We really liked beans at home: lentils, adzuki, garbanzo, split pea, kidney, black eye, these are just a few that come to mind. Though the bean dish varied, I think we mostly ate them with brown rice and a handful of chopped parsley. There were big pots of dal with spices, or the black, lava-like bowls of creamy adzuki, or the split pea soup with vegetable broth in the winter. But ever since I started to cook for myself, I’ve abandoned beans, aside from the canned chickpeas that I rinse and stir into salads or pasta from time to time. I was always admonished by my mother to soak beans overnight before cooking, better for your digestion, she says, but then again she likes to soak everything. It’s not for nothing that we are obsessed with taking baths in our family. Anyway, because it is difficult to plan when you are seventeen, eighteen, nineteen years old, especially to plan a meal a day in advance, I was always too afraid to cook beans without soaking. I thought something terrible might happen. The same way I always peel tomatoes for tomato sauce, and even red peppers if I have the time –childhood habits are hard to shed.
 

I had a roommate in college who made the most delicious pots of lentils cooked with chunks of carrots and garlic and onions, and sometimes chicken. We ate from the stove, usually late at night, peering through our large kitchen windows into the neighbor’s garden. Philadelphia got dark at night.
 
Why did my mother and I eat so many beans? Maybe because we didn’t eat meat, or maybe because everyone seemed to be cooking them at the health retreats we went to: There was so much ladling and slurping and spooning and mixing rice with those protein packed pebbles. Recently I asked my mother for her dal recipe, but instead she replied: “I don’t like to cook dal anymore because then I have all these leftovers sitting in the fridge” She sounded annoyed, the way she is when I spread my clutter in the living room. My mother often cooks small portions as she lives alone and she likes to keep everything extremely fresh (and orderly). She gave me an alternative. A side dish of red lentils, inspired by a meal a friend of hers cooked this summer at a Buddhist retreat. We cooked it together last weekend.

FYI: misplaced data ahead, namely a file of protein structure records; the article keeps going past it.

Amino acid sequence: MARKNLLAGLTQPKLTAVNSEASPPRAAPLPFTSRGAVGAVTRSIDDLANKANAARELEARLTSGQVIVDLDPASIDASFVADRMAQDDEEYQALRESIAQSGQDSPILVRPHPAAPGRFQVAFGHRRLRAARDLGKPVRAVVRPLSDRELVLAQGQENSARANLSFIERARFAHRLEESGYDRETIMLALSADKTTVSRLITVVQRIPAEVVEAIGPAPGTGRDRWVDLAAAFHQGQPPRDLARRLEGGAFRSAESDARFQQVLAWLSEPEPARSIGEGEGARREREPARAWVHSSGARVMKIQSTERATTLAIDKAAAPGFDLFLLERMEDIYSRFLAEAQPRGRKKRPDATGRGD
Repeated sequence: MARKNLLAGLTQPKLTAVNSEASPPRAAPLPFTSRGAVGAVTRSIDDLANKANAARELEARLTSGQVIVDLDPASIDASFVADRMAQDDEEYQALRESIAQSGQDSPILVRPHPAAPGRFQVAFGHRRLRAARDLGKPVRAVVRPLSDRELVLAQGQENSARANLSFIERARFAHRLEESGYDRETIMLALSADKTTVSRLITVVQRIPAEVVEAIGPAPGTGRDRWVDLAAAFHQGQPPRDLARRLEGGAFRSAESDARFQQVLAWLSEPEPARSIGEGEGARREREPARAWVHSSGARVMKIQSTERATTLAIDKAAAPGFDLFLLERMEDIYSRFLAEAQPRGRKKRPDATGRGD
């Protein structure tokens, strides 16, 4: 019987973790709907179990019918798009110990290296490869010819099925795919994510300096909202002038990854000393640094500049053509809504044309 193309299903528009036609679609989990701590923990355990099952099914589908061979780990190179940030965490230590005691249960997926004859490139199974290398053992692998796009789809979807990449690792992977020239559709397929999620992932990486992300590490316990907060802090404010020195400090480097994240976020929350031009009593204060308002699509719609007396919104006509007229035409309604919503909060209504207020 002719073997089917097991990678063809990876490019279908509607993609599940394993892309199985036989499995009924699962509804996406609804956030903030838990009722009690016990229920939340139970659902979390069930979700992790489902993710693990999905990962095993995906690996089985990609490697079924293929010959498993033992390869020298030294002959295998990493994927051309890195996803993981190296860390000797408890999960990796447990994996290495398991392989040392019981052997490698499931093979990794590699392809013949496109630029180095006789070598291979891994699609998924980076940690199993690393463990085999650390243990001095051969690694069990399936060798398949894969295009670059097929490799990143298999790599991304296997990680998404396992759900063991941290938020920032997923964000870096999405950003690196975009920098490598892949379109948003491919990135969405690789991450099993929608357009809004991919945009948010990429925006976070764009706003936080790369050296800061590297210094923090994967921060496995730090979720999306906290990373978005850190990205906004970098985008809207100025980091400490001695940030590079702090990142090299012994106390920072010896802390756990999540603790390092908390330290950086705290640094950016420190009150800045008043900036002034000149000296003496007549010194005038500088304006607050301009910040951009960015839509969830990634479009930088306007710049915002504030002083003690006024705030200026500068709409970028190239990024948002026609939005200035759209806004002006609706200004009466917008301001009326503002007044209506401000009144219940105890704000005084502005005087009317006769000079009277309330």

The red lentil dish is very simple and elegant. We don’t usually associate grace with beans, there’s a sense of feeding a large group of hungry people or storing tubs in the freezer, but this recipe feeds two and the result is beautiful if served in dainty bowls. The trick here is cutting. The vegetables need to be cut very, very small, and with a knife. This, according to my mother, is of utmost importance; otherwise you lose the flavor of the vegetables. I asked if I could use a mandoline and she gasped. So the dish requires patience and a good eye for precision. But otherwise, the ingredients are easy to come across. We ate it as a side dish with other small plates (eggplant with ginger and mirin, bok choy, miso soup, norimaki, and quick pickles), but I imagine the red lentils would pair well with brown rice and parsley. Although it was a side, I ate my entire bowl with a spoon before even touching the other foods.
 

 
The recipe goes something along these lines:
 
Ingredients:
1 cup red lentils
1/2 red onion
1 celery rib
1/2 fennel
Extra virgin olive oil
1/4 tsp. turmeric
1/2 tsp. cumin
1/2 tsp. salt
Shoyu (soy sauce)
Chopped parsley
 
Directions:
Rinse the lentils, drain, and spread on a plate and set aside to dry. Meanwhile, chop the onion, celery and fennel very, very thin. You want to make the tiniest cubes.
 
In a large sauté pan heat enough olive oil to coat the bottom of the pan. Over medium heat fry the lentils in the olive oil for a few minutes. You want them to toast. Boil water in a kettle while lentils fry. Continue stirring, making sure they don’t burn. After fifteen minutes or so add the onion, celery, and fennel. Continue to cook and stir for a few minutes. Add the turmeric and cumin and salt. Pour enough boiling water to just cover the lentils. Cover and cook for ten to fifteen minutes until tender. You want the lentils to be a little firm, not soft and mushy. Then remove the cover and let dry out over medium heat, stirring carefully. Add a few drops of shoyu to taste. I find that this is always the missing flavor.
 
You can serve the lentils warm or at room temperature, with parsley sprinkled on top.
 
The peeled tomato:
 

 
 
 
 

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